The Fee Payment As an Aspect of Group Communication

Patricia Kyle Dennis

THEORETICAL RA TIONALE

Money is a topic that is easily avoided by both patients and therapists. Often, the therapist will collect checks at the end of a group session, or outside of the session. Thoughts, feelings, questions, and other comments about the fee payment may never be verbalized in the group. When they are, the therapist may fail to encourage further discussion of fee-related material by the group, as if this topic is too personal and not really the group's business.

However, prompt and full payment of the fee directly affects the health of the group (Rutan & Stone, 2001). Group members will naturally have feelings about inaccurate, late, or missing payments and about the impact of these behaviors on the therapist and the group. To leave out discussion of these matters, as if they are individual or private concerns, is to beg the question, "Are there other reasons the group therapist may not want the fee payment to be discussed by the group?"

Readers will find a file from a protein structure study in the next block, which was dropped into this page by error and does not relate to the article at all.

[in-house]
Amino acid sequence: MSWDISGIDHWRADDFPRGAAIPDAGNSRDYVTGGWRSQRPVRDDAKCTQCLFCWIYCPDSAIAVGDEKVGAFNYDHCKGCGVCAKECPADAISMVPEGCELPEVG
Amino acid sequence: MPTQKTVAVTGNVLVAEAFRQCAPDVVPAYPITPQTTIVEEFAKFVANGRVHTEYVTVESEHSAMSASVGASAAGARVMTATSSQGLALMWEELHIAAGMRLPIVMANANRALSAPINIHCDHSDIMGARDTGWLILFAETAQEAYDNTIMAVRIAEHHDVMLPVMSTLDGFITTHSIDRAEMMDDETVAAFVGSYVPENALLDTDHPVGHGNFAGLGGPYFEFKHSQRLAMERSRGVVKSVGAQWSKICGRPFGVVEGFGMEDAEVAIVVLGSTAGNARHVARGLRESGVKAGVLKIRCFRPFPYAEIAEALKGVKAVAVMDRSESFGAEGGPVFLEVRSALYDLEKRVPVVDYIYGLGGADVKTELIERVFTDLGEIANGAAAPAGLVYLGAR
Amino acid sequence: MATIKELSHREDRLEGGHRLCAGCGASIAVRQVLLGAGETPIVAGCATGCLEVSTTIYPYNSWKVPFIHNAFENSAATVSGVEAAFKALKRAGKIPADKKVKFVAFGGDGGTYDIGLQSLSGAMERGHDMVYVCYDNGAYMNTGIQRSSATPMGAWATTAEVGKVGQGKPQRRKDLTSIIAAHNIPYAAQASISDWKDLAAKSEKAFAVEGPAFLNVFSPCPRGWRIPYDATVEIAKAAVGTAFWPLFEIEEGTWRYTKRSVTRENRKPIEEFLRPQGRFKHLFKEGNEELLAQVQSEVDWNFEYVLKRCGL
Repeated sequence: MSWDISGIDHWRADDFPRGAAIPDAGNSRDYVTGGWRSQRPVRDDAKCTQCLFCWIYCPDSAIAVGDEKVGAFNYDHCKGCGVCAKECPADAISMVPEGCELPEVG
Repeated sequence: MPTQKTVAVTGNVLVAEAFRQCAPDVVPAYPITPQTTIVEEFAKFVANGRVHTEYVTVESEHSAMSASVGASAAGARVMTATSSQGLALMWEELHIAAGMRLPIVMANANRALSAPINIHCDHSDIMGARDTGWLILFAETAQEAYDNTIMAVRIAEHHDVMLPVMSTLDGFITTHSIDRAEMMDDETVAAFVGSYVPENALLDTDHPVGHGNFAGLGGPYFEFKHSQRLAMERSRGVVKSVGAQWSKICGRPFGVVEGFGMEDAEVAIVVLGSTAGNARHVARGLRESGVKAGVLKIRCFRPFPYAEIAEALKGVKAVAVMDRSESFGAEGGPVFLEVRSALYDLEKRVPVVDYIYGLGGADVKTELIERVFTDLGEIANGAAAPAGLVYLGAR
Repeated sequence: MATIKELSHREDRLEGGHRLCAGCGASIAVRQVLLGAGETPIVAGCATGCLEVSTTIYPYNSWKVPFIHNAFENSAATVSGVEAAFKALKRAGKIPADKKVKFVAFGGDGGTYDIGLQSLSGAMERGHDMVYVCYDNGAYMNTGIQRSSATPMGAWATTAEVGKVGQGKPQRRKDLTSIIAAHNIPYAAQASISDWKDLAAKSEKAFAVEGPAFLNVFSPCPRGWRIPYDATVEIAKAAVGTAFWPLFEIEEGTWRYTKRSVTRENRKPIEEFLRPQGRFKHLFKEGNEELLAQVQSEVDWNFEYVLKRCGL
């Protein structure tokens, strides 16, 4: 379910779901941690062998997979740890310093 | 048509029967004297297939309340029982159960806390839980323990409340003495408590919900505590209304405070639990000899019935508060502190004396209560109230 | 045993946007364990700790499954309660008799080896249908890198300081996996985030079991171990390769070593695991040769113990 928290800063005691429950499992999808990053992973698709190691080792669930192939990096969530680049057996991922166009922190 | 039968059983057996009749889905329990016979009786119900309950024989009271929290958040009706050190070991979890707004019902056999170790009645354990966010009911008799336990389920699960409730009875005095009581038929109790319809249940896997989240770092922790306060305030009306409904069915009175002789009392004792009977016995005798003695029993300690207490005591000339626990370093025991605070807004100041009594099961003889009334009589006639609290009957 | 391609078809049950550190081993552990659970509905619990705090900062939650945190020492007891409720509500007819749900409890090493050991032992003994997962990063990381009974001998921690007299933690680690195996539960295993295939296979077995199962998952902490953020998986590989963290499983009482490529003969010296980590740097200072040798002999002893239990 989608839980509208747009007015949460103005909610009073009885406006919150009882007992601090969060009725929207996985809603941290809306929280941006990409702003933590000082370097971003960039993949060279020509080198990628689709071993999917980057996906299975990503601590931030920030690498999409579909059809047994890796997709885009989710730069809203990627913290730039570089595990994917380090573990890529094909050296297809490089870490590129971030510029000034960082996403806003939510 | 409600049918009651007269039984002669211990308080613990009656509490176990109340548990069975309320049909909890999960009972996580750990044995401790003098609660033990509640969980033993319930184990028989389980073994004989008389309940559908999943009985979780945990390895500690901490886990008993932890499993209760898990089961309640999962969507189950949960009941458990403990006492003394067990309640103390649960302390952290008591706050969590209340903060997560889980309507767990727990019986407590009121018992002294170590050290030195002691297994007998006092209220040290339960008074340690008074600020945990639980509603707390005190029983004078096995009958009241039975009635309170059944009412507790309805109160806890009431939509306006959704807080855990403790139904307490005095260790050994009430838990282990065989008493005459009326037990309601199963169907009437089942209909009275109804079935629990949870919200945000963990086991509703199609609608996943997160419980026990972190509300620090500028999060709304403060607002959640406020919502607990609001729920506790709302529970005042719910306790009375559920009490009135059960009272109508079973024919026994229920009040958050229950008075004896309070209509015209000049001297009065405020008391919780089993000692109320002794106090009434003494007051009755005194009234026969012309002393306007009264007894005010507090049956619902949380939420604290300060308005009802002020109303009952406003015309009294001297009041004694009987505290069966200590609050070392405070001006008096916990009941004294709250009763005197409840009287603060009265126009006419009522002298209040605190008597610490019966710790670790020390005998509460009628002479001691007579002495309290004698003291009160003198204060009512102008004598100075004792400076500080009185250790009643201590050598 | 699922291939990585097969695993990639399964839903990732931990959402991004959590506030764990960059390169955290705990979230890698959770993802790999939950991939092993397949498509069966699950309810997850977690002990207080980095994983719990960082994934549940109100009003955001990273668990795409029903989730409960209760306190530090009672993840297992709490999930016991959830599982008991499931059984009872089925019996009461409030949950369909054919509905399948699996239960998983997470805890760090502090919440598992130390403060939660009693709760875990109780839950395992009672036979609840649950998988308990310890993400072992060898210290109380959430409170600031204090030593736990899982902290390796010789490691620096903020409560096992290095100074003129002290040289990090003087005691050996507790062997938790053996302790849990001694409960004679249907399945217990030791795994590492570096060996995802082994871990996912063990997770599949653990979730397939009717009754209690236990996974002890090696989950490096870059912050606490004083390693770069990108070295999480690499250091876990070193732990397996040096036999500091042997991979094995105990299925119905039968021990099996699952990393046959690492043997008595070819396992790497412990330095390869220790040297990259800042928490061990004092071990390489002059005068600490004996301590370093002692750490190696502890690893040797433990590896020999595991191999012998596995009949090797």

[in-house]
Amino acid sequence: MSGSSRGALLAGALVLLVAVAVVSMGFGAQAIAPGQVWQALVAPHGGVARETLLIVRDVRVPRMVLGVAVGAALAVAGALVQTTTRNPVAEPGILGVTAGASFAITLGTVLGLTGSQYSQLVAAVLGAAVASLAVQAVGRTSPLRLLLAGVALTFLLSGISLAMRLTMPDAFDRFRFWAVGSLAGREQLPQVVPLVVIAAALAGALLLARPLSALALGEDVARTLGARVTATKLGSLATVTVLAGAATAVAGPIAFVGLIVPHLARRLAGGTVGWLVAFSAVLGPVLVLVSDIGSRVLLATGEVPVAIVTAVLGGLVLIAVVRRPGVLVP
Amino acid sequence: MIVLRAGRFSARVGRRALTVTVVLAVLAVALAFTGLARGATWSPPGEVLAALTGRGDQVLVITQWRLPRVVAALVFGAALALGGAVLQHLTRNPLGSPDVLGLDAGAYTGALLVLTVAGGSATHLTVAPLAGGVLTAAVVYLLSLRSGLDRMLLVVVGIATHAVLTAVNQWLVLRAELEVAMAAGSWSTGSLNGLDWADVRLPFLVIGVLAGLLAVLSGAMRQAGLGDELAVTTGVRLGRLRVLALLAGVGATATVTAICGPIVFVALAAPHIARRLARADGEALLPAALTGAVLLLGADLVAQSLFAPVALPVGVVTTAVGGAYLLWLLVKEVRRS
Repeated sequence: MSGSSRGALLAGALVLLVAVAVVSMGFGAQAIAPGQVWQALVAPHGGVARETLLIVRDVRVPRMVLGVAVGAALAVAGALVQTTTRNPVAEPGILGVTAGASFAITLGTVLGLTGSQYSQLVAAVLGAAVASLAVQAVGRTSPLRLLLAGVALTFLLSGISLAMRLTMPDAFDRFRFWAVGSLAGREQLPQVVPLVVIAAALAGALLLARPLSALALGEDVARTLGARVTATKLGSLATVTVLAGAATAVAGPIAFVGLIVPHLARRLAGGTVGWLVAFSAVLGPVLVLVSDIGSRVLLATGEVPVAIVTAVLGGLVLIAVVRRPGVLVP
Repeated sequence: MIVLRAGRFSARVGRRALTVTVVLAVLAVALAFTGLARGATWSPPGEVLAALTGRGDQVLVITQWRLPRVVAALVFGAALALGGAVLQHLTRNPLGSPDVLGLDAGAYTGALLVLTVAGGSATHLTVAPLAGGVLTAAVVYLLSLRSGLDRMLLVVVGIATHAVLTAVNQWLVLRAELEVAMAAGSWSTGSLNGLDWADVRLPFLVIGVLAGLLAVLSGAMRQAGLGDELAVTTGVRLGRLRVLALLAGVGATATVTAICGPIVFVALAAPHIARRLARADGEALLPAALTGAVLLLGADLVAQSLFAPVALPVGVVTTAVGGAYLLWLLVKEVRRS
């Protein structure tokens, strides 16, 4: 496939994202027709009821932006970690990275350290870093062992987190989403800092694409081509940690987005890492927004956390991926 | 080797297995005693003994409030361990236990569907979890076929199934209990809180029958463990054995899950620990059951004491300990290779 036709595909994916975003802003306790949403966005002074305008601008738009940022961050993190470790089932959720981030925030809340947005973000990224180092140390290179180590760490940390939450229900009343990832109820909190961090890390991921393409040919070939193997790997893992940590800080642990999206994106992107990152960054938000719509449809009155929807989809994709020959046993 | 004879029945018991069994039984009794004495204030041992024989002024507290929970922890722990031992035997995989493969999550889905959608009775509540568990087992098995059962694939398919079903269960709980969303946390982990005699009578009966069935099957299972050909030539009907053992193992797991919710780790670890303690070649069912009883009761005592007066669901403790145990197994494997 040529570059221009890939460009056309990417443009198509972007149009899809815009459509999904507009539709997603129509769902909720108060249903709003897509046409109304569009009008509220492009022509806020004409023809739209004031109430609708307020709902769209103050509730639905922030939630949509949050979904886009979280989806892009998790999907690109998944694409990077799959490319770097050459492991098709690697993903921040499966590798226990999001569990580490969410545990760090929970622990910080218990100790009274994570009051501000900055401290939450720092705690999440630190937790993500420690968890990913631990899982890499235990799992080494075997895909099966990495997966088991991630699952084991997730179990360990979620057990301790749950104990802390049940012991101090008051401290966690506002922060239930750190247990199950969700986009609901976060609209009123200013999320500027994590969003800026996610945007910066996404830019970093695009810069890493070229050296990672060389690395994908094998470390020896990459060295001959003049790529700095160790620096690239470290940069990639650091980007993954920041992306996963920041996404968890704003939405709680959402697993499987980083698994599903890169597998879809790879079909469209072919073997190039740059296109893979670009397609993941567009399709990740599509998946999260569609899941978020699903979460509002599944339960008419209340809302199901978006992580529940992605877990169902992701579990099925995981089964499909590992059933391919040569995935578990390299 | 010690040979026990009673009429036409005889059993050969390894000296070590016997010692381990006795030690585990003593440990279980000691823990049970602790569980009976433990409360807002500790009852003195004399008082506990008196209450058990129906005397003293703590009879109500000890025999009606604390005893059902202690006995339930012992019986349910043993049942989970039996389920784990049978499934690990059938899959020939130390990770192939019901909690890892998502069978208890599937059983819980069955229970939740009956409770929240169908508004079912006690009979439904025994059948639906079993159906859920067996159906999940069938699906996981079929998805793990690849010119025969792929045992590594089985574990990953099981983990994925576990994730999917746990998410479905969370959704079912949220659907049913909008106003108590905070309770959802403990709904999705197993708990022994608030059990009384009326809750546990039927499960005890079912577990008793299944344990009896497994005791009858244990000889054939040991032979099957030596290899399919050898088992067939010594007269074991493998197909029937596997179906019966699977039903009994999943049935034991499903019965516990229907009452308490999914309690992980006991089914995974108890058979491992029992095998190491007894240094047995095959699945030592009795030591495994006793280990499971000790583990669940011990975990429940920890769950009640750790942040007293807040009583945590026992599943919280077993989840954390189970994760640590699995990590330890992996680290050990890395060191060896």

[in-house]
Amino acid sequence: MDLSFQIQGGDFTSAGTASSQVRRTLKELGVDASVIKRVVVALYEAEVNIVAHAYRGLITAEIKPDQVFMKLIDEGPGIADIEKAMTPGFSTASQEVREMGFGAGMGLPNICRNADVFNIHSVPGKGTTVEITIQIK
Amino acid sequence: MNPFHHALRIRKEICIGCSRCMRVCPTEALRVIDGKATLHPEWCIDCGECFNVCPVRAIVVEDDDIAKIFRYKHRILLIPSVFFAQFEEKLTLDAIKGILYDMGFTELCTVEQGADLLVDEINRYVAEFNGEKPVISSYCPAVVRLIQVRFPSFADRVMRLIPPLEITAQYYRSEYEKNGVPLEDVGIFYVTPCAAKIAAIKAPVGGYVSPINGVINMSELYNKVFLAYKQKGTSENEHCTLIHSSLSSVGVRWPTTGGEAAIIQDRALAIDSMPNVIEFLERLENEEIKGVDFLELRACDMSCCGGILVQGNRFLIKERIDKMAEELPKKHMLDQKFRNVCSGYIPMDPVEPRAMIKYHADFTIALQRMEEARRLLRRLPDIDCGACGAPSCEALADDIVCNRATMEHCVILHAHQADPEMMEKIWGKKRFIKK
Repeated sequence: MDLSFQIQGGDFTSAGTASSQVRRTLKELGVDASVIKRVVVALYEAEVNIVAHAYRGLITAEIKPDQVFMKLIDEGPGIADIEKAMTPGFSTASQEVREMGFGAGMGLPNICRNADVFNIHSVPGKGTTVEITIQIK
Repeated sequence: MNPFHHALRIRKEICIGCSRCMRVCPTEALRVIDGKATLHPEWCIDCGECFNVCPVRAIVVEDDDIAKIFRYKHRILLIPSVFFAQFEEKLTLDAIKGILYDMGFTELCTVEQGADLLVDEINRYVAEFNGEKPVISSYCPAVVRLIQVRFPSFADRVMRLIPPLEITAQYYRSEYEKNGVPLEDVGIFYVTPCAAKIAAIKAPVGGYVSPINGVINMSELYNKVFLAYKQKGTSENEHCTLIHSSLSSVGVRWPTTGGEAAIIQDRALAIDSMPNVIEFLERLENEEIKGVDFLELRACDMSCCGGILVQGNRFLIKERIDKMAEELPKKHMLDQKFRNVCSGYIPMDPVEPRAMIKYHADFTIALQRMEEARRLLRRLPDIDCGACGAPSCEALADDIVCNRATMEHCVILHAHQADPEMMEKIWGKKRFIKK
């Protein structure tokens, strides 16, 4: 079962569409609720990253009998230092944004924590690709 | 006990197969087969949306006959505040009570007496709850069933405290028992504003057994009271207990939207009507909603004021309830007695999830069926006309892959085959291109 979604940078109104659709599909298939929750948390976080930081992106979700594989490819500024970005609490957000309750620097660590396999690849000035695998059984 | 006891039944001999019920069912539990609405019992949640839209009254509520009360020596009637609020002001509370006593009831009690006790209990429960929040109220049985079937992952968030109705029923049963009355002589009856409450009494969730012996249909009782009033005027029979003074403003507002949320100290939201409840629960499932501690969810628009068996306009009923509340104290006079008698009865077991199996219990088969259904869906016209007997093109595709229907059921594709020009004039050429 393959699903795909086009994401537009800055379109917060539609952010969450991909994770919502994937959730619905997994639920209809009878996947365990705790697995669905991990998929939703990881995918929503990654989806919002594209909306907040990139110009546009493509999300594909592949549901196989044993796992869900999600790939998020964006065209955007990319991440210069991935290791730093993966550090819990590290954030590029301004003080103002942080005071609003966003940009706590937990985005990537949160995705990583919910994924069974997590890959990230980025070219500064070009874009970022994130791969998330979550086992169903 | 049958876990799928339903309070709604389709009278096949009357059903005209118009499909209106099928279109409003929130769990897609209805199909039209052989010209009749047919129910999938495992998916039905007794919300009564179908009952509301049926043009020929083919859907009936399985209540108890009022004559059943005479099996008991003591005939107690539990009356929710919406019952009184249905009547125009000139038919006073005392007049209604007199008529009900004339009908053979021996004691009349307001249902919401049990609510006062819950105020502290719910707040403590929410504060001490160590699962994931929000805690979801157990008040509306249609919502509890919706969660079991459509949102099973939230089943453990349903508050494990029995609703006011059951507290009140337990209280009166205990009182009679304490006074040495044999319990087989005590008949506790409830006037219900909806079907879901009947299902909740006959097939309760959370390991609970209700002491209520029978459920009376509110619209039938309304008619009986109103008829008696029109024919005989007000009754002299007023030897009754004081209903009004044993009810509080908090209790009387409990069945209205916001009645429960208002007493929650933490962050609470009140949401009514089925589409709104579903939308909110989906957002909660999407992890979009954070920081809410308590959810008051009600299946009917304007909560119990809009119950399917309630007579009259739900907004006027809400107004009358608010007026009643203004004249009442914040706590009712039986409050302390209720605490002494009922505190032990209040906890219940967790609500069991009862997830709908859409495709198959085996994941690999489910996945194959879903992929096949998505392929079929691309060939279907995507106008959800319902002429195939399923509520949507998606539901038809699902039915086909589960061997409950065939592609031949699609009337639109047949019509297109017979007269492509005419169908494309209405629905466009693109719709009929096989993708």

The fee payment is an essential aspect of the group's "frame" or structure, which enables the group to achieve its therapeutic potential (Langs, 1992). A healthy frame is set by the therapist who must be attentive to proper billing and collection procedures. At the same time, the therapist is alert to the meaning of group members' behaviors related to payment of the fee. These behaviors may be seen as a source of communication, both conscious and unconscious, about problematic aspects of the group experience. They may be rich with transfer-

ential meaning. When the therapist promotes open collection and discussion of the fee payment, much may be learned.

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